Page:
Conservative pundit Michael Reagan has been bashing Donald Trump's presidential campaign while flooding his readers with sponsored emails for Trump donations and merchandise.
Reagan, the son of President Reagan and actress Jane Wyman, is a conservative political commentator and businessman who is frequently interviewed about all things Reagan. Since Trump's presidential announcement, and ahead of the Republican debate at the Reagan Library, he has been making the rounds criticizing the Republican candidate and minimizing the purported similarities between Trump and his father.
Reagan told Politico in a recent interview that unlike Trump, "Ronald Reagan would never take 11 million people or three million people or a million people and throw them out of the United States of America." Reagan told CNN that Trump is the candidate least like his father because "Trump will 'throw people off the bus' rather than building coalitions that can help the GOP win national elections." Reagan said on Newsmax TV in August that Trump is "using my father on one side, and on the other side trashing everything my father, in fact, believed in."
Michael Reagan's newsletter, Reagan Reports, has inundated email subscribers with sponsored messages touting Trump campaign solicitations and merchandise.
Reagan has sent readers an "Urgent Message from Donald J. Trump" to give the billionaire's campaign "a contribution of $25, $50, $100, $250." Reagan sent the emails on August 1, 6, and 11. An accompanying note for the August 11 email said the Trump campaign email was "a special message from our sponsor, Donald Trump. Sponsorships like this allow us to continue our work to educate the American people on the important issues affecting our country. We appreciate your support."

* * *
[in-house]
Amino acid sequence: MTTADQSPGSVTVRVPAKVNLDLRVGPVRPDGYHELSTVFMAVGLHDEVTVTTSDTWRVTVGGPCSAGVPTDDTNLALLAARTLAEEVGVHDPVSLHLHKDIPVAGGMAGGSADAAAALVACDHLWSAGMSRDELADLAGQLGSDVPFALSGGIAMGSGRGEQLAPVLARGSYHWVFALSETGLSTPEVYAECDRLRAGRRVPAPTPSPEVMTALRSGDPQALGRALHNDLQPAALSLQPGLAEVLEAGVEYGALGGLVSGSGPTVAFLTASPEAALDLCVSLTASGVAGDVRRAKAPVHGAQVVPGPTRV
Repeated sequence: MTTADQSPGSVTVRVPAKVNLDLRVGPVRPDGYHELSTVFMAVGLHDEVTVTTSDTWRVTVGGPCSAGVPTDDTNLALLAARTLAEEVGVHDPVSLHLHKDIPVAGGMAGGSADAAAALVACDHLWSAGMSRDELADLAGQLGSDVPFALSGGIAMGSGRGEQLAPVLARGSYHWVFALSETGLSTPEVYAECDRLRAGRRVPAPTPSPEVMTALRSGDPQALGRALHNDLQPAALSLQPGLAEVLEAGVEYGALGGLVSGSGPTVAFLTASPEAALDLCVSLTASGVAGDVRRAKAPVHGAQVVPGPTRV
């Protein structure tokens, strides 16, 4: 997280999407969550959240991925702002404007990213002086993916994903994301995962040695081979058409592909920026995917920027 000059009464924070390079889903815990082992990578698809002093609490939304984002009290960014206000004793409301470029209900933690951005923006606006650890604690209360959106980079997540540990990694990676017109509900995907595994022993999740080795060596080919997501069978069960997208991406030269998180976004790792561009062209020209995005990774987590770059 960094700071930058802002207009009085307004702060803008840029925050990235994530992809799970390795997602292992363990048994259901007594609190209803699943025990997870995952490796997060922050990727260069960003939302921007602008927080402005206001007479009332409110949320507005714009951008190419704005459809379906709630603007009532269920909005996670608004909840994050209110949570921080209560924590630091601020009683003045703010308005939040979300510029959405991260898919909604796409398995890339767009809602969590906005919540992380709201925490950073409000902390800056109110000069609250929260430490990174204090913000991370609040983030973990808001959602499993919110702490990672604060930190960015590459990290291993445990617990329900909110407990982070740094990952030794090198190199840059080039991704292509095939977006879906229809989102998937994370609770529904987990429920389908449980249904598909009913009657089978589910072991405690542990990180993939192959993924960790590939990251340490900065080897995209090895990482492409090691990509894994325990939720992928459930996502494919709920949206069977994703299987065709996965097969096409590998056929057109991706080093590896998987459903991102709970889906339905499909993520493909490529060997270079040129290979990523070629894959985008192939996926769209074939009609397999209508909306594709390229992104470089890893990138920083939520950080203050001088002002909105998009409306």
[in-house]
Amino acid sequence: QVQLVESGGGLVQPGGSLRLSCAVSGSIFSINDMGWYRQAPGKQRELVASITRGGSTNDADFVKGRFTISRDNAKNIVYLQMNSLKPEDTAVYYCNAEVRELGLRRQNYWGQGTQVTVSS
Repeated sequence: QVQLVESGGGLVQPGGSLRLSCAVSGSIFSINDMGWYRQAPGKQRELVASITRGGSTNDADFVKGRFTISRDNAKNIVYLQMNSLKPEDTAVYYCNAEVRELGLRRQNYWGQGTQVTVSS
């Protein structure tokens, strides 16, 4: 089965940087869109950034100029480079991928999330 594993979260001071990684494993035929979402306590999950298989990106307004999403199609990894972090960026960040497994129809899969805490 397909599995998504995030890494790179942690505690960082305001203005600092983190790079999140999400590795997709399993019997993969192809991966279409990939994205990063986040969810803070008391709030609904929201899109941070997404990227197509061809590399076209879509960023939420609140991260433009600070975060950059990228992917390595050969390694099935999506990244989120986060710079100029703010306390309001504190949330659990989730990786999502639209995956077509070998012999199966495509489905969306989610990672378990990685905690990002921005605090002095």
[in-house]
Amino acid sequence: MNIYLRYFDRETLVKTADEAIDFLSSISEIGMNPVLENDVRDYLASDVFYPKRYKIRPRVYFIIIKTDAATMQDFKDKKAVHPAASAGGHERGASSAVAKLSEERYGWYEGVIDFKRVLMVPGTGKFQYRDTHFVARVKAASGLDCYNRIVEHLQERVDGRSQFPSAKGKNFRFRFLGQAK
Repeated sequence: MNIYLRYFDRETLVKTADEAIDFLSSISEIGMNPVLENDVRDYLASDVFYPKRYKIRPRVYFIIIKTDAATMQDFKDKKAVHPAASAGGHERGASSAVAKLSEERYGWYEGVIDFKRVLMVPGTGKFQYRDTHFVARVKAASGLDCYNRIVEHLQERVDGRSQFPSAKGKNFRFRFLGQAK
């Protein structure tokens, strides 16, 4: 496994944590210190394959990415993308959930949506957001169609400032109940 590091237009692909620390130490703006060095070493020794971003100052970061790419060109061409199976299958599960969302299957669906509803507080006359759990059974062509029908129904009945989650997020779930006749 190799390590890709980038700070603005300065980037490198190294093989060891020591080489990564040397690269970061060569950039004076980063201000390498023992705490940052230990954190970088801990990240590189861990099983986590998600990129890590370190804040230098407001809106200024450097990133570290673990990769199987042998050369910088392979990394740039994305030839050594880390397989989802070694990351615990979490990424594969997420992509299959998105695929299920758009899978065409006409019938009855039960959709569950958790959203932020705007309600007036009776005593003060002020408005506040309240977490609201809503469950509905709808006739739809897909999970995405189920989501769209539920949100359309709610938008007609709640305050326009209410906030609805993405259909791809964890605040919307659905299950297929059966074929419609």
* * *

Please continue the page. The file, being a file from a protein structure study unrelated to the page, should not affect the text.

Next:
Reagan has also embedded Trump campaign advertising images and text links, such as this one on August 4. The links on the advertisements take readers to a Newsmax.com advertising page which features a solicitation for campaign contributions.
Reagan Reports also sent sponsored emails promoting Trump merchandise. On August 15, Reagan sent an email for readers to get their "very own 'Make America Great Again' cap (a $25 value) FREE with this offer, just pay shipping & handling." Reagan repeatedly sent emails offering readers the chance to get "Get Your FREE Copy of Donald Trump's 'Time to Get Tough'!" through Newsmax.
Michael Reagan's email list, which claims to have 565,000 subscribers, is managed by Newsmax, a conservative website that makes tens of millions of dollars through "a smorgasbord of political, health, and financial information, self-help books, and even vitamin supplements constantly pushed through the website and e-mail lists." The Washington Post reported on August 11 that Newsmax has been partnering with email lists owners "to help raise money for Trump -- all while allowing them to keep 30 percent of what's contributed to the candidate." Other conservatives such as the Daily Caller, Dick Morris, PJ Media, and Herman Cain have also sent sponsored emails for Trump's campaign.
Conservative media outlets are trying to cash in on Donald Trump's presidential run through paid email solicitations.
The Washington Post reported, "Newsmax Media has reached out to owners of conservative e-mail lists with a request to help raise money for Trump -- all while allowing them to keep 30 percent of what's contributed to the candidate."
The Post wrote that Newsmax sent an email stating the "Trump team is willing to pay 3rd party email list owners like yourself 30 percent of gross donations made to your email list" and "we think this will be highly profitable." Newsmax said they could provide sample Trump banners, links, and emails, and added that "these are considered paid ads, and don't imply an endorsement on the part of Newsmax or by any third party affiliate like yourself for the Trump campaign."